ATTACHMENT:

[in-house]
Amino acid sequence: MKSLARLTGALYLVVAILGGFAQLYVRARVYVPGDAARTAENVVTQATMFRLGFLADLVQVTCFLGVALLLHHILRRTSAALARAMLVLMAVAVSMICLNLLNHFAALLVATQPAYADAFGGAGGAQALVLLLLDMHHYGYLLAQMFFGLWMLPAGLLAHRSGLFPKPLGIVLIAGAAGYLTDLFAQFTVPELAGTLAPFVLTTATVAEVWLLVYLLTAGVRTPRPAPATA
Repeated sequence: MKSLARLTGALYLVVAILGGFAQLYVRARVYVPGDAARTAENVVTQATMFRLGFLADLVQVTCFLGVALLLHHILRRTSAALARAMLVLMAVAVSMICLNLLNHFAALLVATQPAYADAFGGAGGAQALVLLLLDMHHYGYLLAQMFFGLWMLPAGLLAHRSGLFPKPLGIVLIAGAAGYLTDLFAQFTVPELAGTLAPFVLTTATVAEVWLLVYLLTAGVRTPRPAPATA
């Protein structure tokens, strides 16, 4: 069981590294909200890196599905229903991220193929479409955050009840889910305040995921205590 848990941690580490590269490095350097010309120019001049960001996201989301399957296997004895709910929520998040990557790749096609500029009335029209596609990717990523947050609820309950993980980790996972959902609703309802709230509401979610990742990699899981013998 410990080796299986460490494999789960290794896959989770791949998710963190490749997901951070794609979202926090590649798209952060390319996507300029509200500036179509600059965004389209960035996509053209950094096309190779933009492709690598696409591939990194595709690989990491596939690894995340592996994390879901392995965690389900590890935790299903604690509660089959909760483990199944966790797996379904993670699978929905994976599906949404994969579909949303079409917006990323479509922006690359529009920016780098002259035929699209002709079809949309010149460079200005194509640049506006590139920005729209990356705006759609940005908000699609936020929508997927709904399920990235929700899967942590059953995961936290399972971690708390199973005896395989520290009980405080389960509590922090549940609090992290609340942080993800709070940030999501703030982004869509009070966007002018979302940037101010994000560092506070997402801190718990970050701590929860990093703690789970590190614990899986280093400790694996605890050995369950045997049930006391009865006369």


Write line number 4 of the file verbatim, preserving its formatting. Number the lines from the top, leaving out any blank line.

């Protein structure tokens, strides 16, 4: 069981590294909200890196599905229903991220193929479409955050009840889910305040995921205590 848990941690580490590269490095350097010309120019001049960001996201989301399957296997004895709910929520998040990557790749096609500029009335029209596609990717990523947050609820309950993980980790996972959902609703309802709230509401979610990742990699899981013998 410990080796299986460490494999789960290794896959989770791949998710963190490749997901951070794609979202926090590649798209952060390319996507300029509200500036179509600059965004389209960035996509053209950094096309190779933009492709690598696409591939990194595709690989990491596939690894995340592996994390879901392995965690389900590890935790299903604690509660089959909760483990199944966790797996379904993670699978929905994976599906949404994969579909949303079409917006990323479509922006690359529009920016780098002259035929699209002709079809949309010149460079200005194509640049506006590139920005729209990356705006759609940005908000699609936020929508997927709904399920990235929700899967942590059953995961936290399972971690708390199973005896395989520290009980405080389960509590922090549940609090992290609340942080993800709070940030999501703030982004869509009070966007002018979302940037101010994000560092506070997402801190718990970050701590929860990093703690789970590190614990899986280093400790694996605890050995369950045997049930006391009865006369």